February 26, 2004

Visions of Volcker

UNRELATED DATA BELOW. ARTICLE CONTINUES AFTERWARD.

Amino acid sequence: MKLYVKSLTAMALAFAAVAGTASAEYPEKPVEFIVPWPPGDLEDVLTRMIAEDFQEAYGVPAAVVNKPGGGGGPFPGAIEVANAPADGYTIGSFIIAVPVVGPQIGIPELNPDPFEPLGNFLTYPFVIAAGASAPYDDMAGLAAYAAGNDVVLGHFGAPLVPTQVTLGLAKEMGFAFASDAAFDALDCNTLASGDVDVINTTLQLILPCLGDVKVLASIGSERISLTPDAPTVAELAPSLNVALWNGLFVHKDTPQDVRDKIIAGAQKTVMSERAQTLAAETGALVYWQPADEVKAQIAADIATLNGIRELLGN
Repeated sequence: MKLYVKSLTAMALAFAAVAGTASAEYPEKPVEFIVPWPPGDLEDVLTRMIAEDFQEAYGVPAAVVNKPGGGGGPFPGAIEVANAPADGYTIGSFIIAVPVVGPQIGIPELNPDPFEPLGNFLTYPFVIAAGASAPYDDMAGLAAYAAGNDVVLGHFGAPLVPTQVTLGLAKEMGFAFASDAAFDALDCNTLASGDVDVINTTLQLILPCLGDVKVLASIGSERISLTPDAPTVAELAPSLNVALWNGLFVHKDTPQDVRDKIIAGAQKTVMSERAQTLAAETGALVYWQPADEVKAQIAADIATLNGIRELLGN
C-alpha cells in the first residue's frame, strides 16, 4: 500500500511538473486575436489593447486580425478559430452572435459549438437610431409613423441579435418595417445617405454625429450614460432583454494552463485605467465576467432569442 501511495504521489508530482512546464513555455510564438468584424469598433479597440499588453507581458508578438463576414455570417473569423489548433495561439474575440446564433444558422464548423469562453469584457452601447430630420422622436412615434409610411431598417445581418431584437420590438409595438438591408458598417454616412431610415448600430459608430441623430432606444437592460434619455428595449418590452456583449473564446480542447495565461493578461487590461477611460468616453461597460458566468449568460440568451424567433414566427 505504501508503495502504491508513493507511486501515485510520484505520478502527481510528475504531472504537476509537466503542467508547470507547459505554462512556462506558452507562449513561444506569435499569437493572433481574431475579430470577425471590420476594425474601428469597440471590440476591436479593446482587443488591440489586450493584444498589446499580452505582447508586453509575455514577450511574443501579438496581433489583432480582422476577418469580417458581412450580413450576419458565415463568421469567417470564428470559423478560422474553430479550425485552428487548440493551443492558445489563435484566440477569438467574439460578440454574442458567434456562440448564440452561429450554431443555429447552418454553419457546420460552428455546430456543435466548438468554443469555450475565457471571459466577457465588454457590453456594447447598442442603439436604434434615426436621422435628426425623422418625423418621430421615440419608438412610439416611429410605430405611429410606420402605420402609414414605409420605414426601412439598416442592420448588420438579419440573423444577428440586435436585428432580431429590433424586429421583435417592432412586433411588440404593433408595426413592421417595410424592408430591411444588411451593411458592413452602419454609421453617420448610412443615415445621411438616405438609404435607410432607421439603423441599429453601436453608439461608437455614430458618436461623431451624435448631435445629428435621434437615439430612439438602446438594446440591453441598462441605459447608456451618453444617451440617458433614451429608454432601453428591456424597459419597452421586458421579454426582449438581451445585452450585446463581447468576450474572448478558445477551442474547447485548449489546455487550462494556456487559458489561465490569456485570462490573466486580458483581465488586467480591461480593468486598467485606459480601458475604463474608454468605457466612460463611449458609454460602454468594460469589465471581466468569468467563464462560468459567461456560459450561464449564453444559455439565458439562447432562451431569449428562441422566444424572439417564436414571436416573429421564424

Buenos dias amigos. Your editor has made it to his hotel room near the beach and managed to find a local Internet connection. I don't have any charming local vignettes to pass along, yet. But the view sure is good. I can see a mountain range directly in front of me, hugging the beach. Puerto Vallarta is sunny and warm. Tourism will have to wait, however. Business first. I won't be blogging much in the next two days, especially tomorrow. That's when the Supper Club meets (my purpose for being here.) I promise, however, to deliver an update this weekend. For now, someone please tell me when Alan Greenspan sobered up. Twice this week Greenspan has directly attacked two of the economy's scared cows, the GSEs (Fannie and Freddie) and Social Security. Maybe the Maestro is getting nostalgic, remembering that all of Ayn Rand's heroes are misunderstood geniuses despised by the establishment, not shameless lackeys for the largest ponzi scheme in history. Still, hat tip to the chairman. He's still mildly delusional. However, if you'd told me six months ago that a public official could openly speak of reducing social security benefits and regulating the ability of the GSEs to expand their balance sheets, and not get stoned by the mob, I'd have been surprised. Of course Greenspan isn't an elected official. He doesn't need anyone's vote. And perhaps this point, he doesn't really care about public opinion. And that, dear reader, is a good sign. Greenspan is speaking candidly of America's serious fiscal problems. Serious yes, but not fatal. They don't have to be. Not that I think that any of our public officials are going to advocate making the tough choices we have to. But frankly, if they don't, events will take on a momentum of their own, and all that we've been forecasting....an acute dollar crisis, a sell off in U.S. bonds, declining standards of living in America for most...will come to pass anyway. But right now, the Greenspan candor and the heckling from Europe is giving the dollar a reprieve. The ECB may well cut rates. Or it could be political posturing. Either way, I view the current dollar environment as a stay of execution...and a chance for those of you who haven't yet taken a position in gold to do so cheaply. No matter what anyone says, --the Fed Chairman, Schroeder, Raffarin, Bush -- the deficit exists. And the debt--the total of deficits, is not getting smaller. The dollar is fundamentally hamstrung by this debt...and the whole culture of consumption that created it. The world's currency markets may be shuffling along to that reluctant conclusion, like a dog on the way to the vet to be put down. But shuffle they must. I'll check in later tonight after markets close with an update. Meanwhile, on a purely personal note, But your editor finds himself embarrassingly confused trying to speak Spanish. I studied Spanish in high school and actually know how to conjugate verbs in Spanish, something I'm appallingly bad at in French. French and Spanish, as well as Italian, are all romance languages. Italian, which I also speak a smidgen of, sounds a lot like Spanish. And in fact, the times I've been in Italy, I can speak in my bad Spanish and usually be understood. But I have to admit, it's all helplessly jumbled now, a kind of an organic Esperanto. Trying to talk with a man in the lobby last night, I found myself saying something like "J'espere hablo espangol per tutti giorni avec todos las personas." Nonsense of course, although it made sense to me. Effort is the main thing, so far. After all, everyone here speaks English. And so my bad Spanish is kindly indulged (I think it's kindly.) My waiter last night was generous with is praise, if candid. "Your accent is very good," he said in Spanish, "But what you say makes no sense." Usually I only hear that about my writing. "Ho capito," I said, "Mais, es beaucoup dificil para mi. Yo queiro parler in espangol, mais las palabras, no son recuerdo." With that, I bid you adios.


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